3. Jackson’s Run

Pro Tour M15 in Portland Oregon featured an unlikely sight: a former Pro Tour personality, and one of Magic’s greatest storytellers, was in attendance. Jeff Cunningham had been gone from the Pro Tour for many years, making the occasional appearance at a Grand Prix but generally exhibiting the signs of permanent retirement. He was not playing on the Pro Tour last summer, though. Rather, he was there supporting his younger brother, Jackson, who had spiked a PTQ after years of drafting with Ffej and friends in Vancouver while exhibiting only a passing interest in sanctioned play.

Jackson was charmingly unfamiliar with the Pro Tour scene. He didn’t seem to know enough about the Tour to be star-struck by any “famous” opponents. He just played his game, and shortly found himself in the feature match area playing for top eight, which he made.

Then, Jackson marched his way into the finals before eventually falling to Ivan Floch. Through it all, his brother paced intently back and forth across the venue, nerves visible from the other side of the hall. It was, frankly, adorable.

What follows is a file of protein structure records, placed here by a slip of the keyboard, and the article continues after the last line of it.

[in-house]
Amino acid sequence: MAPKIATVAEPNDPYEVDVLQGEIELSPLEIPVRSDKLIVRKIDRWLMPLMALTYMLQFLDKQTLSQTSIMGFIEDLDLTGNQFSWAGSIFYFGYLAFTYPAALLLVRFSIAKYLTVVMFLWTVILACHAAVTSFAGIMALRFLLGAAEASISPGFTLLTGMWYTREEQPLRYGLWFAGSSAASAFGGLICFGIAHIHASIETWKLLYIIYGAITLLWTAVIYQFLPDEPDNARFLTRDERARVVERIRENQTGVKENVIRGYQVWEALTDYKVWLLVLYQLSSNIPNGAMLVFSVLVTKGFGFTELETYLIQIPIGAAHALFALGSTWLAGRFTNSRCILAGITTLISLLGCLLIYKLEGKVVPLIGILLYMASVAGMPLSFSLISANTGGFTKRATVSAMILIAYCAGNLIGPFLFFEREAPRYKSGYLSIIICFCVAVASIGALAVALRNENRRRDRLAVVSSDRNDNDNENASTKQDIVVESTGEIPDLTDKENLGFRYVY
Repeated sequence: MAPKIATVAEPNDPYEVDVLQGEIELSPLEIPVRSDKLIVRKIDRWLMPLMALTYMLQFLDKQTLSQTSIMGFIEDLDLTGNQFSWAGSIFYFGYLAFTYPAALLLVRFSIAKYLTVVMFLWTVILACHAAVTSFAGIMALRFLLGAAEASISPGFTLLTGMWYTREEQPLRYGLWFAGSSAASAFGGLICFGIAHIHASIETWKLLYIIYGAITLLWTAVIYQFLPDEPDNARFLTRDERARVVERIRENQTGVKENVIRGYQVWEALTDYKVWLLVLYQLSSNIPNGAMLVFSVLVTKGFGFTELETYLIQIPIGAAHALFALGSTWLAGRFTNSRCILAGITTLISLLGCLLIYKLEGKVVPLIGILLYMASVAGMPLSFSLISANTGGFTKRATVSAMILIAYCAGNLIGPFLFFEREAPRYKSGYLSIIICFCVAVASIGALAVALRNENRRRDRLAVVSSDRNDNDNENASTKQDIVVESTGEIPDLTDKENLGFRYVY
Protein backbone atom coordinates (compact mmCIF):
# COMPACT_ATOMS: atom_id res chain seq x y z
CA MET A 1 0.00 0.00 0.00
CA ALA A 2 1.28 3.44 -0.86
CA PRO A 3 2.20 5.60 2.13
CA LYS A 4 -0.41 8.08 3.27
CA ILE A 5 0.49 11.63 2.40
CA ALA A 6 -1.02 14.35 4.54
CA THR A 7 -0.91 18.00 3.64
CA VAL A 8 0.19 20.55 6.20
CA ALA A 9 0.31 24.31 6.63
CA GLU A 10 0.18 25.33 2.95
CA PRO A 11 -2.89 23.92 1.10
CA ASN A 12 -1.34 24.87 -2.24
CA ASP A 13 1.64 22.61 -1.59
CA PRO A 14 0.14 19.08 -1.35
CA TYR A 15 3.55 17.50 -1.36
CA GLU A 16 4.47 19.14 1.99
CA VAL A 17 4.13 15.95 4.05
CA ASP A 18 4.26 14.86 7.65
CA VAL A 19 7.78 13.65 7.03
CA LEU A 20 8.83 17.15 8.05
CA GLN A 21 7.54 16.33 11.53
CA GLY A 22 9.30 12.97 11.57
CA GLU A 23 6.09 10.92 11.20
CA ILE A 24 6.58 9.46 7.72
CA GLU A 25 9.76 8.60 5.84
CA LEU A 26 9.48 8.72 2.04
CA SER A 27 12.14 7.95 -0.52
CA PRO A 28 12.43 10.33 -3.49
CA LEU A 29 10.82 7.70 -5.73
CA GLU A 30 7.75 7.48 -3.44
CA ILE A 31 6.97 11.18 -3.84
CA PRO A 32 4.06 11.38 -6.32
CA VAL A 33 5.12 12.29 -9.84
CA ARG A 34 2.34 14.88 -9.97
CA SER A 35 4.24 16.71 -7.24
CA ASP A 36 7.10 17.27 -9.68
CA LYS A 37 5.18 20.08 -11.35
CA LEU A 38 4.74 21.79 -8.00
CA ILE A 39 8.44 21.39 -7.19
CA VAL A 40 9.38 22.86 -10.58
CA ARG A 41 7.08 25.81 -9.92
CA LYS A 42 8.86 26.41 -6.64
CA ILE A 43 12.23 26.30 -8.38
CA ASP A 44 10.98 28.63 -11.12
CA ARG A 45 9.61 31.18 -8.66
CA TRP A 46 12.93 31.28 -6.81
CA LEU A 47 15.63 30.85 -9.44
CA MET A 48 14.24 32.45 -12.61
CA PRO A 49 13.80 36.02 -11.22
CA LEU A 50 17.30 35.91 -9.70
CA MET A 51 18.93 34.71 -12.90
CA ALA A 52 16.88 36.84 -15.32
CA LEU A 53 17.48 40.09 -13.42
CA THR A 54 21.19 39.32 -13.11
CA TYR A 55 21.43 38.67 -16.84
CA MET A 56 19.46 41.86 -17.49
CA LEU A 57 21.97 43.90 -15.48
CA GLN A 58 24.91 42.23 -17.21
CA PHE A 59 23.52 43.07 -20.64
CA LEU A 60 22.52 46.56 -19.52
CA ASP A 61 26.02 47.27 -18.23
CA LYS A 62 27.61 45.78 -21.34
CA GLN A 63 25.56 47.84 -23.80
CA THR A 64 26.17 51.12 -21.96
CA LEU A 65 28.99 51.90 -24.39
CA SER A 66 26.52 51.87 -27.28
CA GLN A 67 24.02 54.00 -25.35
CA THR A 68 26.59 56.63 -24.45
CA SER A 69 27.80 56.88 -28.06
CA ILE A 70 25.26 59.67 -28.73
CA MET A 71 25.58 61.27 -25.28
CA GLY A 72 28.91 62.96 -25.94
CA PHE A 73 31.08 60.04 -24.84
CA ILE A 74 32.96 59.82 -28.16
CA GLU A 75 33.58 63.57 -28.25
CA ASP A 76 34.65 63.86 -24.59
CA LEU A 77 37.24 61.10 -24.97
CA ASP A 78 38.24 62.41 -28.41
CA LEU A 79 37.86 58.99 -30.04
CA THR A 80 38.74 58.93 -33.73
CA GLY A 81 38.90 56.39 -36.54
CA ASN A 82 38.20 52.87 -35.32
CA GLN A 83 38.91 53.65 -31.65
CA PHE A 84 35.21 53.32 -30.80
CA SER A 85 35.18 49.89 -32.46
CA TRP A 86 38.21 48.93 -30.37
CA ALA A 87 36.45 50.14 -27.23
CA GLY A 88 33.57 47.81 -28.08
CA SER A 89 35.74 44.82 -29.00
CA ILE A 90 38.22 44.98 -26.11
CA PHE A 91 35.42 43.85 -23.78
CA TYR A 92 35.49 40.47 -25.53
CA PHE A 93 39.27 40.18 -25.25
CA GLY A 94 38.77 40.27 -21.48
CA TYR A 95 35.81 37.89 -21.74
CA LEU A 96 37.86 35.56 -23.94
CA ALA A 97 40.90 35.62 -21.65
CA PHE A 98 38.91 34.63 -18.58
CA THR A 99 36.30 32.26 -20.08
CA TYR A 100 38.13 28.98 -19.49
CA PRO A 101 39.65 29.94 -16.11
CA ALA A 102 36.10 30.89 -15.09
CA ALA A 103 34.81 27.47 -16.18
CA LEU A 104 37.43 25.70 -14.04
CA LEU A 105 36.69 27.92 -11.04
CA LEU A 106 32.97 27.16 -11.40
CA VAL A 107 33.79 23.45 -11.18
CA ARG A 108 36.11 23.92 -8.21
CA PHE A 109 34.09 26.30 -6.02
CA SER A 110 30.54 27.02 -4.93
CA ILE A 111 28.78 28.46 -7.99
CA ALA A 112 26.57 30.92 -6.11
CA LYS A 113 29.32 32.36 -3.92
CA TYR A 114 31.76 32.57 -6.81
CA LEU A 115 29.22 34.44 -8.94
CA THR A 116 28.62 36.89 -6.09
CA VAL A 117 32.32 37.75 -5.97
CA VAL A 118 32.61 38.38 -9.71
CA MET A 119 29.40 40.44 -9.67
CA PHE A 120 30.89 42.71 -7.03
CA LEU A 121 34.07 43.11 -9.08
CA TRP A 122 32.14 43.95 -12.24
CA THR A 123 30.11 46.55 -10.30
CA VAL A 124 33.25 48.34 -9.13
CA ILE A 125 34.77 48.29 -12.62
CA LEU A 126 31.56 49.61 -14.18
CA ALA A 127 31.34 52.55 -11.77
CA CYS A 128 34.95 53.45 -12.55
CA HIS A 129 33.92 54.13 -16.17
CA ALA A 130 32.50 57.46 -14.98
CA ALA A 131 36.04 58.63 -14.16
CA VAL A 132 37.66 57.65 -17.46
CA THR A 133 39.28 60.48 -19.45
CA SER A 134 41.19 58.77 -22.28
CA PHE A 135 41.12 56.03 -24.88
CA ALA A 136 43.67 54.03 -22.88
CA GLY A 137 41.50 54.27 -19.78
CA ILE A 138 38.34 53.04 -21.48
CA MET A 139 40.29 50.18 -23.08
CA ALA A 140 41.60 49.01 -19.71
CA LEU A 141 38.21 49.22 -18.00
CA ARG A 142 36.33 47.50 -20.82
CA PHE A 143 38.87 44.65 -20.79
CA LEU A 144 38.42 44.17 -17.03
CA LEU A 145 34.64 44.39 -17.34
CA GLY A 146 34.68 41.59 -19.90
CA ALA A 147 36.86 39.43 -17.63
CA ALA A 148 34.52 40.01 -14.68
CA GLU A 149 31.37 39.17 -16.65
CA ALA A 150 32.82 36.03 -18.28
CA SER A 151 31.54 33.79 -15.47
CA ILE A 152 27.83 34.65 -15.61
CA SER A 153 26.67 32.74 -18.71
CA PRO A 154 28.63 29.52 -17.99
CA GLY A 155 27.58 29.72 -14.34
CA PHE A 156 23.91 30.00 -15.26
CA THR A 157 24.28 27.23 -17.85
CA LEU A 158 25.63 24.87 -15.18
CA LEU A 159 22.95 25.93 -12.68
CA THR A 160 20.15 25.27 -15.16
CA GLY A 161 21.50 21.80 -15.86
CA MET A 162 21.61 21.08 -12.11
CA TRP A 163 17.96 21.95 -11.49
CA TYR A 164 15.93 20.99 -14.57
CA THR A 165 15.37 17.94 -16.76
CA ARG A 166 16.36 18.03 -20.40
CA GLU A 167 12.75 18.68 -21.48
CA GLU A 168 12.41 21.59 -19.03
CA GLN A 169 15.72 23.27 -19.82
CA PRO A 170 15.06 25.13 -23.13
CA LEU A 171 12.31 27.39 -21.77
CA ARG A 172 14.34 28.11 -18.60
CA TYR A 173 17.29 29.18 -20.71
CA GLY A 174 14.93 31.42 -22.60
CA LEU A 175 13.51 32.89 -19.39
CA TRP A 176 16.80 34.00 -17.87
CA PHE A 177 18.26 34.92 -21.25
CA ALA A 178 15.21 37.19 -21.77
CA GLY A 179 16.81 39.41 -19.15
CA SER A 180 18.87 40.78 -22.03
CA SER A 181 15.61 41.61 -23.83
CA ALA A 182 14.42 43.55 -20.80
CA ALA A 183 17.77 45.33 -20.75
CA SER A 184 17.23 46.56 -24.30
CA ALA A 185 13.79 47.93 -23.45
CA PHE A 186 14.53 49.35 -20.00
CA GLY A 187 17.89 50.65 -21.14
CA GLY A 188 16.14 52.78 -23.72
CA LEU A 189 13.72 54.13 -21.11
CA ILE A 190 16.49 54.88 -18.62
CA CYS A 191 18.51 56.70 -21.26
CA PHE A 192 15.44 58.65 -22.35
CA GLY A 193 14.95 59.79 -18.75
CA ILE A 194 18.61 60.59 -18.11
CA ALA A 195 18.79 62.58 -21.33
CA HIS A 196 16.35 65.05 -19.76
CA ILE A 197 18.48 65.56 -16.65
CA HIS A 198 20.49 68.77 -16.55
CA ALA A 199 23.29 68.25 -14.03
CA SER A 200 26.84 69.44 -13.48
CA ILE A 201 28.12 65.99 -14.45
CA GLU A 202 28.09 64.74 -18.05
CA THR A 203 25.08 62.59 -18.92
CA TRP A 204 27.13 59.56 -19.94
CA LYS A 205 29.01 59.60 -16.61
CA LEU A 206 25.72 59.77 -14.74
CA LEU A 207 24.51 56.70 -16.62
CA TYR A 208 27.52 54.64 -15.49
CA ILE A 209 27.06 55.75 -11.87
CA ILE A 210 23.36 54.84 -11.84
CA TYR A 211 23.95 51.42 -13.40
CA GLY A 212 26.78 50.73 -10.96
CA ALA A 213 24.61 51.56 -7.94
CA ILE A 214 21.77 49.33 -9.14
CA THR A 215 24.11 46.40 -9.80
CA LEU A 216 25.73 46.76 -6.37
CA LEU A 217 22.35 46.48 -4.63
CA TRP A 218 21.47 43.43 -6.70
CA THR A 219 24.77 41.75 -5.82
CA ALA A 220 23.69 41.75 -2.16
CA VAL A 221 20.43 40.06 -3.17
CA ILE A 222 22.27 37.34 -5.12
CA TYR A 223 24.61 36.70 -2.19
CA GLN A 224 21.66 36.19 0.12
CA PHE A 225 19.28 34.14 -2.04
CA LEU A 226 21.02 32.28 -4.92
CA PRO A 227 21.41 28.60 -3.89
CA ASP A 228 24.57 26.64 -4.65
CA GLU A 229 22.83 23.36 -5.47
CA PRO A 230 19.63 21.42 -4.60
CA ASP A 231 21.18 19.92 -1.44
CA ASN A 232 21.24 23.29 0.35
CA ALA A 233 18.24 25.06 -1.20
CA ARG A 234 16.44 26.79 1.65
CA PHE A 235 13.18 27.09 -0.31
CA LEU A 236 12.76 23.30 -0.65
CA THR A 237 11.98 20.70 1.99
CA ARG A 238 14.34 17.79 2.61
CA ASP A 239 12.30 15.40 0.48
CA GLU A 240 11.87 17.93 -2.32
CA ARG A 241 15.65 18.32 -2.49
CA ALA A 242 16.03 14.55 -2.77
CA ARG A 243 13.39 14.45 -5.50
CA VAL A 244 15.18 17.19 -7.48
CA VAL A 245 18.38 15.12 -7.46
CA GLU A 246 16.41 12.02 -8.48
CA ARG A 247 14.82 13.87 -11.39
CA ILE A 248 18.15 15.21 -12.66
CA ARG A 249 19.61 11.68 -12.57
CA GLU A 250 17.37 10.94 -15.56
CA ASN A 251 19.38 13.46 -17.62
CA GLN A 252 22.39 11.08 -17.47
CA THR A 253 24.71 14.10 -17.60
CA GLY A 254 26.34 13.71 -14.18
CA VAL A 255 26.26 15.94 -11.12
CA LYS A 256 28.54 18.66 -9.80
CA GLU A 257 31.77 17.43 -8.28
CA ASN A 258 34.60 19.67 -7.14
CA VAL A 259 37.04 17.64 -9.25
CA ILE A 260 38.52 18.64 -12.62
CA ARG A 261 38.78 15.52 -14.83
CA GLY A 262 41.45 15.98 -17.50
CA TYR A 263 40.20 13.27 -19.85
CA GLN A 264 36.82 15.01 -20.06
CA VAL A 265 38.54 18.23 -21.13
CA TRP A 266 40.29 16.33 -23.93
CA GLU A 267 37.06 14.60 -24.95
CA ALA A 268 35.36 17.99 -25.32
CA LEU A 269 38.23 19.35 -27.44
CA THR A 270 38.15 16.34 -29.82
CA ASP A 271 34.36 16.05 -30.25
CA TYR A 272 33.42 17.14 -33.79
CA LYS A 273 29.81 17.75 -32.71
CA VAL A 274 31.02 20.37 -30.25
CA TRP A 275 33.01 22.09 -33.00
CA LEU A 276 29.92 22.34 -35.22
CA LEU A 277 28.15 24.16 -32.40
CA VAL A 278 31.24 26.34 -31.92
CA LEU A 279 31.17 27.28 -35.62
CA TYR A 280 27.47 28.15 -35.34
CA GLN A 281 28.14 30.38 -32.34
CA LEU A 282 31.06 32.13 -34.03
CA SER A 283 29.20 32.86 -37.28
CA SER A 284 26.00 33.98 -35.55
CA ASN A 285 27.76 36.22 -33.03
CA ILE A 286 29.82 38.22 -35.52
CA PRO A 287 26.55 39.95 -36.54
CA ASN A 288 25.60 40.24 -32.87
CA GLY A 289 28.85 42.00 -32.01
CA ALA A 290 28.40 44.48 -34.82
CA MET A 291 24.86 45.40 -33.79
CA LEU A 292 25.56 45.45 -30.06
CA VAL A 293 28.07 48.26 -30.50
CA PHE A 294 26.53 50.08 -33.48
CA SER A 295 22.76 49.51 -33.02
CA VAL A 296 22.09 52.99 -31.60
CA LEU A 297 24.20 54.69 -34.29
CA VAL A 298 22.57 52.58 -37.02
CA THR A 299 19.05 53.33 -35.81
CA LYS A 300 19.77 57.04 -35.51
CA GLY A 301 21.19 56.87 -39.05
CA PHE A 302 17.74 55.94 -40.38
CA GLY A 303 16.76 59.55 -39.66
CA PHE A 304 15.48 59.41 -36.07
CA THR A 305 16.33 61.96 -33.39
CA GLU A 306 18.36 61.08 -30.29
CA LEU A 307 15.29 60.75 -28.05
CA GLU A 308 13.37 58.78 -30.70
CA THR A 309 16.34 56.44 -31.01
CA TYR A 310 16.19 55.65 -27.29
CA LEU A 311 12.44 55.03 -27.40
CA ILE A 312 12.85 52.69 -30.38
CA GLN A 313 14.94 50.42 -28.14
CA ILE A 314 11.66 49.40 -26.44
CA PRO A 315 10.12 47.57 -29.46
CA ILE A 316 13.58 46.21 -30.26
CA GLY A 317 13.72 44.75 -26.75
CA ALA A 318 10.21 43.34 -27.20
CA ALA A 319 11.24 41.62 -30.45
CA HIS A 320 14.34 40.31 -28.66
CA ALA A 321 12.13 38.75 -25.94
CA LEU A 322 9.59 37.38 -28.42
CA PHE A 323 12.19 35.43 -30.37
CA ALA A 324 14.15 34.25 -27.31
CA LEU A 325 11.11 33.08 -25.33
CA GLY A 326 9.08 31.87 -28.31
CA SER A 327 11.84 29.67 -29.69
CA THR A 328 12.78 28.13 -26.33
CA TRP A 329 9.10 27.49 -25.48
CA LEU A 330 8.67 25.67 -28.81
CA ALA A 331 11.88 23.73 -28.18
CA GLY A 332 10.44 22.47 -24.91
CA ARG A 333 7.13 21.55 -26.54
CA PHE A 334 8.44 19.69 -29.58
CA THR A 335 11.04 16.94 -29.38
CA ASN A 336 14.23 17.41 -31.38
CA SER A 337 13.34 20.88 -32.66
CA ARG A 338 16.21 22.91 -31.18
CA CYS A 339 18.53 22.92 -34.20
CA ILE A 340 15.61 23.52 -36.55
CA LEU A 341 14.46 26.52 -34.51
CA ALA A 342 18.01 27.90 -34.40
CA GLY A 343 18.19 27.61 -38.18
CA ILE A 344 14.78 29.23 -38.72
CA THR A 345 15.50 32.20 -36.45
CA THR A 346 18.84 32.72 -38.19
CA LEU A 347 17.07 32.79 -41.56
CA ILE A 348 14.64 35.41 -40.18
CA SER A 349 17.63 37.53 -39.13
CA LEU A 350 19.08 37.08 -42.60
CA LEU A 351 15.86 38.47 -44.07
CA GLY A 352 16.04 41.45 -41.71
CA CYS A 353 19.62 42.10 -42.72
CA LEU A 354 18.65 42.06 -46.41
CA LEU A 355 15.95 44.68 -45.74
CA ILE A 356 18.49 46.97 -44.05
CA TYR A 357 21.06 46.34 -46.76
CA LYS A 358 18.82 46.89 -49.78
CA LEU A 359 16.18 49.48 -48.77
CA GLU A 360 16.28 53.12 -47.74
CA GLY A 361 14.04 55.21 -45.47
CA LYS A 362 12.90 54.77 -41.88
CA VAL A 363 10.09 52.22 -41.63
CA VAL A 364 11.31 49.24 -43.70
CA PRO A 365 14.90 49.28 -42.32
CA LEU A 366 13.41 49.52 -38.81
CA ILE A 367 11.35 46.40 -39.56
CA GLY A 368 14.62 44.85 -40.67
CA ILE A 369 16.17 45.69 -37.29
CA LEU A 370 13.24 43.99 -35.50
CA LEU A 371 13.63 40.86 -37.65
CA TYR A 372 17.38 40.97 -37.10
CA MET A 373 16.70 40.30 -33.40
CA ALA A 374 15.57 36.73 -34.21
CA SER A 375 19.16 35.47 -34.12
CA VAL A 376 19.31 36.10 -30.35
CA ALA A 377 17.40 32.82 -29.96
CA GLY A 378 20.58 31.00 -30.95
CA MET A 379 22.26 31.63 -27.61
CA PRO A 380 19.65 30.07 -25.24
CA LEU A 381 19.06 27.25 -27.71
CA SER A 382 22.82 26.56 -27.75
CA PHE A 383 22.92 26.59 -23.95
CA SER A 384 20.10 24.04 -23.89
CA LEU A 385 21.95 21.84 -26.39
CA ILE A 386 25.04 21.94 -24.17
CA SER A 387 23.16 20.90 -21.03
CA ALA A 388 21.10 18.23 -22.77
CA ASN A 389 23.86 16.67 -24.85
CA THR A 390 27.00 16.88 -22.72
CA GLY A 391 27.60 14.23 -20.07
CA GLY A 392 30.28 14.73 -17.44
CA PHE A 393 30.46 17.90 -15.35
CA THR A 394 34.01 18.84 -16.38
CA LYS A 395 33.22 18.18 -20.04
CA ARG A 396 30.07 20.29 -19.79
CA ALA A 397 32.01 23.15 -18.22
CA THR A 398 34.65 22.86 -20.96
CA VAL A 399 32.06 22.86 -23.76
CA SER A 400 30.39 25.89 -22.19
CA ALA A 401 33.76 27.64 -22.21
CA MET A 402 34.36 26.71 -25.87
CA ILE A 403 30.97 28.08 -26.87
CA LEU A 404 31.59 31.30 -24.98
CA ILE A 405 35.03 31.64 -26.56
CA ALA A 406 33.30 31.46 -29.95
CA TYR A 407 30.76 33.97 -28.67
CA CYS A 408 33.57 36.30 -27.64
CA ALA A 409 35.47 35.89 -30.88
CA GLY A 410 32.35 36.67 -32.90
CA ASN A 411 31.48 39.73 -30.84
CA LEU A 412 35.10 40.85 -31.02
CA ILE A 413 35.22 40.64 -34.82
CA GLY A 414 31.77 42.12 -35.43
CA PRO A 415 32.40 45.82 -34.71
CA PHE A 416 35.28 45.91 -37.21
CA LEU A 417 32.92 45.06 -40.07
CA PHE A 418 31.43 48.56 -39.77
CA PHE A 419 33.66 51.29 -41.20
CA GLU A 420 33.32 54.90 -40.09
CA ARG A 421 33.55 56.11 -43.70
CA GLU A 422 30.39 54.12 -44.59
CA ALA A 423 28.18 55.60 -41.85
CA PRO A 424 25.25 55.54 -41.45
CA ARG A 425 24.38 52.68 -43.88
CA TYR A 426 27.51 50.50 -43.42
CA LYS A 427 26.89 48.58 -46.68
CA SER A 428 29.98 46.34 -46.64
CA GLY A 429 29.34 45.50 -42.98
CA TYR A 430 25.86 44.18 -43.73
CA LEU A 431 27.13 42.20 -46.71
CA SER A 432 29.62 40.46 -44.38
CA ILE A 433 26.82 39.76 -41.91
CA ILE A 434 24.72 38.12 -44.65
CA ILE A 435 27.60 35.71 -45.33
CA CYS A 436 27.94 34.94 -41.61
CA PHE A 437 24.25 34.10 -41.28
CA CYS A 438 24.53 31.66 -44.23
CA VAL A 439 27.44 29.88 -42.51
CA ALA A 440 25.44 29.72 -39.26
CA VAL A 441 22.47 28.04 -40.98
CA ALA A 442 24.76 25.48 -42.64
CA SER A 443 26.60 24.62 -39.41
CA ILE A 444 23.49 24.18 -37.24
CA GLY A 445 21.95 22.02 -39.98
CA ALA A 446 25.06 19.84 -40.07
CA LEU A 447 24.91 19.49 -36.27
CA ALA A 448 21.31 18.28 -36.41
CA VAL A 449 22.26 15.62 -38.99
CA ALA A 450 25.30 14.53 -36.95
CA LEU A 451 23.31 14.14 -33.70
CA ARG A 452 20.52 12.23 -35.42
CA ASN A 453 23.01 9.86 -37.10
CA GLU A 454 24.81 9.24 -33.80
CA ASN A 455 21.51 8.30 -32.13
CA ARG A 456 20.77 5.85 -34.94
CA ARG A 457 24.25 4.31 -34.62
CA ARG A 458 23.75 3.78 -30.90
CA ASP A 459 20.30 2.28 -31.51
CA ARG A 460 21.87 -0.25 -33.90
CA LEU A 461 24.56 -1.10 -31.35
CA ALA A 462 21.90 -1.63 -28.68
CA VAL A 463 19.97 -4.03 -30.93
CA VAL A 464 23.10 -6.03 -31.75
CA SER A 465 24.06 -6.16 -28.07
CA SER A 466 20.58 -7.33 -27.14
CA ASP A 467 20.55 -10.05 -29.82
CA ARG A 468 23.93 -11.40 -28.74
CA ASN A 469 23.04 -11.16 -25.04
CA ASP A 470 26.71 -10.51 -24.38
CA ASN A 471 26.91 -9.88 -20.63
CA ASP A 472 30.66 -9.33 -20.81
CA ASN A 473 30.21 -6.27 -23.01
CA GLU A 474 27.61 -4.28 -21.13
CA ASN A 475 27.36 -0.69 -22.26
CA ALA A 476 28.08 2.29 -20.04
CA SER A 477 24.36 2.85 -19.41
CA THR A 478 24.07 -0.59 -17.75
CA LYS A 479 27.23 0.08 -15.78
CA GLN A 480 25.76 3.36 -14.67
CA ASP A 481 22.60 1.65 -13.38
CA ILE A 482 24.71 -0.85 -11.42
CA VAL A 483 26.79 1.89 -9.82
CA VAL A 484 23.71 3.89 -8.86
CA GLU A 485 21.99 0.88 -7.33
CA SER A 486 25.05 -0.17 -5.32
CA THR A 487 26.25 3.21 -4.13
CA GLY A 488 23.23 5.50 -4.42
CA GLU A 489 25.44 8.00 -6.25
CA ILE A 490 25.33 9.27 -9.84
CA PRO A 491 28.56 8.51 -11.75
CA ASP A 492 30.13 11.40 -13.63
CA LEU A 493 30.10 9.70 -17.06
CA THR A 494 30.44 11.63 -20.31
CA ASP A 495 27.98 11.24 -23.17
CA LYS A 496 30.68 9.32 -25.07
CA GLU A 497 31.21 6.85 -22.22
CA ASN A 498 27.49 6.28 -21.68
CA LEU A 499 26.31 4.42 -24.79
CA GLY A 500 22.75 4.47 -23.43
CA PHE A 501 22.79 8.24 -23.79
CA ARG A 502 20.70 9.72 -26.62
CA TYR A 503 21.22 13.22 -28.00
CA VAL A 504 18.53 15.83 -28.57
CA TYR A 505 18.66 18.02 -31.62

I had the pleasure of working with Jackson for Pro Tour Khans of Tarkir, where he started well but had a bad day two, finishing 164th. Fortunately, this wouldn’t be Jackson’s last chance to follow up his stunning debut.

Or would it? Here are the Pro Tour Fate Reforged final standings. Not a Cunningham in site. Jackson actually played a PTQ for this tournament and finished second, taking home a few packs of cards and, I’m sure, some excellent steak knives. He had qualified for Honolulu off his Top 25 finish. He had just enough Pro Points for one “Silver Invite”, but he is saving it for his hometown Pro Tour in Vancouver for Magic Origins. If things go poorly for him in Vancouver? He’s back to square one.